China keeps lending rates steady; The market sees lowering the reserve ratio as the next step

  • One-year LPR at 3.65%, five-year LPR at 4.3%
  • Hacked 7 yuan per dollar
  • The Sino-US government bond yield gap is the widest in two months
  • The People’s Bank of China (PBOC) could cut the equity interest rate with its next policy move – analysts

SHANGHAI/SINGAPORE (Reuters) – China kept its benchmark lending rates unchanged for the ninth month in May on Monday, in line with market expectations, as a weaker yuan and widening yield differentials with the United States limited the scope for any significant monetary easing. .

A raft of data over the past month or so, including last week’s April indicators, indicated the economy was losing momentum after its initial post-COVID bounce and raised hopes for more easing measures.

But given the risks of capital outflows that could hurt further from a slide in the yuan, some analysts now expect the People’s Bank of China (PBOC) to cut the amount of cash that banks must set aside with its next policy move.

Earlier in the day, China’s one-year loan prime rate was kept at 3.65% and the five-year prime rate was unchanged at 4.30%.

In a Reuters poll of 26 market observers last week, 23 observers expected no change in prices for this month.

Reuters graphics

“Despite the weakness in April, we don’t expect policymakers to unleash significant stimulus as the 5% GDP growth target remains within reach, and issues such as property risks and youth unemployment require an approach,” Goldman Sachs economists said in a press release. more targeted. NB.

“Within monetary policy, symbolic measures such as lowering the reserve requirement ratio (RRR) are likely to be more likely than policy rate cuts this year given the already wide interest rate differential between the US and China and the devaluation pressure of the yuan.

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The Chinese Yuan weakened, breaching the psychologically important level of 7 for the dollar last week to hit a five-month low. It has fallen by about 5 percent from its peak in late January.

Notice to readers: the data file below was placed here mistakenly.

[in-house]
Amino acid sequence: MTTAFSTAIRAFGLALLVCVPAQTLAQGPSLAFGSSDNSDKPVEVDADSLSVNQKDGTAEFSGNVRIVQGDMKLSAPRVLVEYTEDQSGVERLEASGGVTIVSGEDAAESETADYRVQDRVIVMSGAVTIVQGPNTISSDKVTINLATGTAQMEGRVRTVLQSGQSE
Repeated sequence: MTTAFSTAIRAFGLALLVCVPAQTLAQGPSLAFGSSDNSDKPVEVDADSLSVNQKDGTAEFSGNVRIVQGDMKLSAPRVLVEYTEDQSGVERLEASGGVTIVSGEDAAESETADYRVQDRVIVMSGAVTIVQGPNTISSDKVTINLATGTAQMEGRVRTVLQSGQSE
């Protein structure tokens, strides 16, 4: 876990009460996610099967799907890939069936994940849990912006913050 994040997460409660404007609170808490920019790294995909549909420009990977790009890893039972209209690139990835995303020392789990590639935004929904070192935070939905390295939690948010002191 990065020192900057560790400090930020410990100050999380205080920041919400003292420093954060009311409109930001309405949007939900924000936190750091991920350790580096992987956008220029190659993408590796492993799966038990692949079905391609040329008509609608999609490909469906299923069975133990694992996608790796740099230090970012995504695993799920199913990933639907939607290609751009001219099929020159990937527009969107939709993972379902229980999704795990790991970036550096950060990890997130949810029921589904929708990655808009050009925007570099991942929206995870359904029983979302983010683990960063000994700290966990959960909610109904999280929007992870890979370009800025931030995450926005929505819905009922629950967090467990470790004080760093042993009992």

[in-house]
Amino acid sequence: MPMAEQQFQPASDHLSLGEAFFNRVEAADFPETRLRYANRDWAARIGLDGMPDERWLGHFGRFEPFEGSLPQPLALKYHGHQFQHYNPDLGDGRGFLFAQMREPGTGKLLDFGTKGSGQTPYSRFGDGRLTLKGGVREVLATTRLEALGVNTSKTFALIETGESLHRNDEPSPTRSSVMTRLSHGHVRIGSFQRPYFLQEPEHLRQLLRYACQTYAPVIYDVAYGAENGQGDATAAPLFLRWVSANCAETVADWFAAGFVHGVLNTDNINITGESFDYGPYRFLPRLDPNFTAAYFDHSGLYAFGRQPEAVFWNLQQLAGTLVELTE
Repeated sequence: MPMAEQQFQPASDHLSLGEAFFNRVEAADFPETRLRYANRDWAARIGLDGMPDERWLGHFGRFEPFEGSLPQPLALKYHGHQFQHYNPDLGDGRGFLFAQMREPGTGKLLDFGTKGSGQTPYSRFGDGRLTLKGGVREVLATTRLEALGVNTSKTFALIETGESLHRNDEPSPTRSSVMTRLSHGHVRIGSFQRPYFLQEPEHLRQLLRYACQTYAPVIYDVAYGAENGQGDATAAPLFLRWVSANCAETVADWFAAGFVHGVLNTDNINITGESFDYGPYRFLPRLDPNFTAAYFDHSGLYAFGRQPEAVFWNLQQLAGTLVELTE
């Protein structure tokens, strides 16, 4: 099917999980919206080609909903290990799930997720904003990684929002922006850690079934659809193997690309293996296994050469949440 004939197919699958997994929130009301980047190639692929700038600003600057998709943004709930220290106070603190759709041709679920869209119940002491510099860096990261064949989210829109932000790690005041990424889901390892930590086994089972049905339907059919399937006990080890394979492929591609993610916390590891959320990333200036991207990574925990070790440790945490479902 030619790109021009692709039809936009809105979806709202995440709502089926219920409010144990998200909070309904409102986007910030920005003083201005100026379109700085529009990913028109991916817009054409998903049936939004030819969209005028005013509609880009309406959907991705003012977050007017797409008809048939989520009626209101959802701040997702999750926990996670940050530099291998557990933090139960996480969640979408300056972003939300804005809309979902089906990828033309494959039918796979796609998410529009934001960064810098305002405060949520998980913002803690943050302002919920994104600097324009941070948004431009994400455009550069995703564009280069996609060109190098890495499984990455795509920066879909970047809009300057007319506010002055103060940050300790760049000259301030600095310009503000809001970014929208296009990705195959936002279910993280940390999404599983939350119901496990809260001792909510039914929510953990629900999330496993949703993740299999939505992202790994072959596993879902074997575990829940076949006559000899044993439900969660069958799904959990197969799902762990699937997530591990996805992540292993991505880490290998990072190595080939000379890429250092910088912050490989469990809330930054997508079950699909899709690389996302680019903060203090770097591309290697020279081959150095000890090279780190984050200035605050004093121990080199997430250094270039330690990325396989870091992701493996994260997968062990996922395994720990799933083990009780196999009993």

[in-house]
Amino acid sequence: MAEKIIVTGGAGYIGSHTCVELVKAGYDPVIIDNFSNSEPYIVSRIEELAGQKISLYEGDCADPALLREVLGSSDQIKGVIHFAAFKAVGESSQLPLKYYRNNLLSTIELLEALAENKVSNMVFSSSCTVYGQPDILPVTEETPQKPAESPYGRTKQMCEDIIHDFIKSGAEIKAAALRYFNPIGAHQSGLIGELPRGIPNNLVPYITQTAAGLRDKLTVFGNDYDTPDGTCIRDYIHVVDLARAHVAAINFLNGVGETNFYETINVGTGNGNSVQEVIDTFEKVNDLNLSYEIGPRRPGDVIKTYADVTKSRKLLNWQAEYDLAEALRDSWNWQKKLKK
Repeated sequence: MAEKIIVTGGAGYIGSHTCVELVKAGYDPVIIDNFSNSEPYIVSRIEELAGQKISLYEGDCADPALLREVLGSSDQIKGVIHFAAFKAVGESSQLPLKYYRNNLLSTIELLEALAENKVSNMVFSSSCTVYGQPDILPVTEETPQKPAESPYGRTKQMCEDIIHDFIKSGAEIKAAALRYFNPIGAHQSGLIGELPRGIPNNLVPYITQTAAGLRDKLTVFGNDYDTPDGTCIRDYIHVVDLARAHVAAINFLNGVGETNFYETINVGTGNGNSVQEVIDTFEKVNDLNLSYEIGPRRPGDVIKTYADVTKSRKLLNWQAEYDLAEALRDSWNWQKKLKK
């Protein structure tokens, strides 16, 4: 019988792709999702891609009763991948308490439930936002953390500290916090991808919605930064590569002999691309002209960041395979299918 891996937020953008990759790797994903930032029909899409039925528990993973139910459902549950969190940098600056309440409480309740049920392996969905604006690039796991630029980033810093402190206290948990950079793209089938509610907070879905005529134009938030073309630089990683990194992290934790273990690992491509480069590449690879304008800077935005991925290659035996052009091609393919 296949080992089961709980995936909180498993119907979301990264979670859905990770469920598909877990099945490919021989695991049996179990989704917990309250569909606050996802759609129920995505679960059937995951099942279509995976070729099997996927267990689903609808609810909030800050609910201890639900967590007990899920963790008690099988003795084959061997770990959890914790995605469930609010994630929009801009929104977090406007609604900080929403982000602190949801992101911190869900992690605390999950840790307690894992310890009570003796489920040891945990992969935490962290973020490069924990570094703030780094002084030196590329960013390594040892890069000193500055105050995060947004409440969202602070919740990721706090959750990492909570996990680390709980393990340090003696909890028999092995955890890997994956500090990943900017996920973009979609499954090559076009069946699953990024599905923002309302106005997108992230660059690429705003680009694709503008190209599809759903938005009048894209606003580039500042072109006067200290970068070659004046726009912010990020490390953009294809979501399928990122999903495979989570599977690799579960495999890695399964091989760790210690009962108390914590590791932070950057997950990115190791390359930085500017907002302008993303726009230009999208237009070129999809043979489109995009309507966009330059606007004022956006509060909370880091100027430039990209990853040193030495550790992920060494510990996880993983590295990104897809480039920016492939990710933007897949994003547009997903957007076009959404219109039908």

Meanwhile, the yield gap between China’s benchmark 10-year government bonds and their US counterparts is hovering at the widest level in two months.

The steady LPR fixations also came after the People’s Bank of China (PBOC) rolled over the outstanding Medium Term Lending Facility (MLF) loans while keeping the interest rate unchanged last week.

The MLF rate acts as a guide to the LPR and the markets often use the medium term rate as a precursor to any changes in lending standards.

Economists at Capital Economics said last week that the central bank’s goal is to ensure that credit growth, which eased in April, does not slow too much as “the push to reopen demand for credit fades.”

“This can probably be achieved without interest rate cuts, which we believe the People’s Bank of China will try to avoid,” they said.

“The downside of cutting the LPR is that it reduces banks’ yield on their existing loan book, which puts more pressure on their net interest margins, which are at a record low.”

They said the People’s Bank of China may use other tools such as deposit rate cuts, deposit rate window guidance and liquidity injections to guide funding costs down.

The LPR, which banks usually charge to their best customers, is set by 18 designated commercial banks who submit suggested rates to the central bank each month.

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Most new and outstanding loans in China are based on a one-year LPR, while the five-year rate affects the pricing of mortgages. China lowered both LPRs in August 2022 to boost the economy.

(Reporting by Winnie Zhou and Tom Westbrook) Editing by Tom Hogg

Our standards: Thomson Reuters Trust Principles.

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